[Rd] Runnable R packages

David Lindelof ||nde|o| @end|ng |rom |eee@org
Thu Jan 31 15:32:01 CET 2019

Belated thanks to all who replied to my initial query. In summary, three
approaches have been mentioned to run R code "in production": 1)
ShinyProxy, mentioned by Tobias, for deploying Shiny applications; 2)
Docker-like solutions, mentioned by Gergely and Iñaki; and 3) Solutions
based on Rscript or littler, mentioned by Dirk.

I can't speak to 1) because I don't currently use Shiny. And it seems to me
that Docker-like solutions will still need some "point of entry" for the R
application, which will have to be Rscript or littler.

In my first email, I observed that Rscript expects a single expression or a
single script, which is probably why (in my experience) many data
scientists tend to provide their code in a very limited number of files.
Gergely disagreed, arguing to the contrary that data scientists are
encouraged to provide their application as an R package called by a short
script executed by Rscript. But this doesn't happen where I work for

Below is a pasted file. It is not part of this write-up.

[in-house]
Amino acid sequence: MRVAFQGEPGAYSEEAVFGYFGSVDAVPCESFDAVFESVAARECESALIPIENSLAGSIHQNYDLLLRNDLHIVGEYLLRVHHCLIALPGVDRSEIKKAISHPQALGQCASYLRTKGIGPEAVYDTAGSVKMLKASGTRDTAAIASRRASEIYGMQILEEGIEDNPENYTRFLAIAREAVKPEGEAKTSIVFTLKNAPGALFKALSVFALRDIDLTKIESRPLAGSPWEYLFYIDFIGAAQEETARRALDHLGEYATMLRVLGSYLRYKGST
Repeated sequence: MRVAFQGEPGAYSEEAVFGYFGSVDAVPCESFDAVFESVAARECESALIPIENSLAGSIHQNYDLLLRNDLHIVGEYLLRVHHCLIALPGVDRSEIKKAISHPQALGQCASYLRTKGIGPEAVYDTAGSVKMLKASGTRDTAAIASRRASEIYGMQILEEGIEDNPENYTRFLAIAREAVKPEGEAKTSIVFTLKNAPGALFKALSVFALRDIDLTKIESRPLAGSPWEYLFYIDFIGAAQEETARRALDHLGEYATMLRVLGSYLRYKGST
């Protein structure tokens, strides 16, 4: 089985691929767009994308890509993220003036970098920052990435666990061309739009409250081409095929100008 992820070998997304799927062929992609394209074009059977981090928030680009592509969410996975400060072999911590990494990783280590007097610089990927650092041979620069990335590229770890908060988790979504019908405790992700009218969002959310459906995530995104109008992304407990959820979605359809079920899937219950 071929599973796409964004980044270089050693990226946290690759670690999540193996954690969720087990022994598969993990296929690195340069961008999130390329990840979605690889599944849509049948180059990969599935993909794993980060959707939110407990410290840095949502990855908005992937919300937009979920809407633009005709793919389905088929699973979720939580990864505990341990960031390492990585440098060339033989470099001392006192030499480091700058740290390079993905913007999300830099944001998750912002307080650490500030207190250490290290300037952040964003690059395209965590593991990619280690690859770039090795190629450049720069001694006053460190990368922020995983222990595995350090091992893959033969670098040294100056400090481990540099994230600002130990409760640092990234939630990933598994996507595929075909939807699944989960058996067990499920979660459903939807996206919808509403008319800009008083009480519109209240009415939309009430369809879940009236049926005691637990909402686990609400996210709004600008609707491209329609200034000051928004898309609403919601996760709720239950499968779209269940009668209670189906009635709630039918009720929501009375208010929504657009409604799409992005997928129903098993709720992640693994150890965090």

several reasons:

   - it implies installing your package on the production machine(s),
   including its dependencies, which must be done by hand
   - some machine learning platforms will simply not accept code provided
   as an R package
   - we have some "big data" use cases for which we need Spark; Spark can
   run R or Python code, but only when it is provided as a single file. (On
   the other hand, Spark can run applications provided as JAR files)

In summary, I'm convinced R would benefit from something similar to Java's
`Main-Class` header or Python's `__main__()` function. A new R CMD command
would take a package, install its dependencies, and run its "main"
function. If we have this machinery available, we could even consider
reaching out to Spark (and other tech stacks) developers and make it easier
to develop R applications for those platforms.

A candid comment from Dirk suggested that I should implement this myself,
which I would be happy to do, provided this is the normal procedure. Or is
there a more formal process I should follow?

Kind regards,

David Lindelöf

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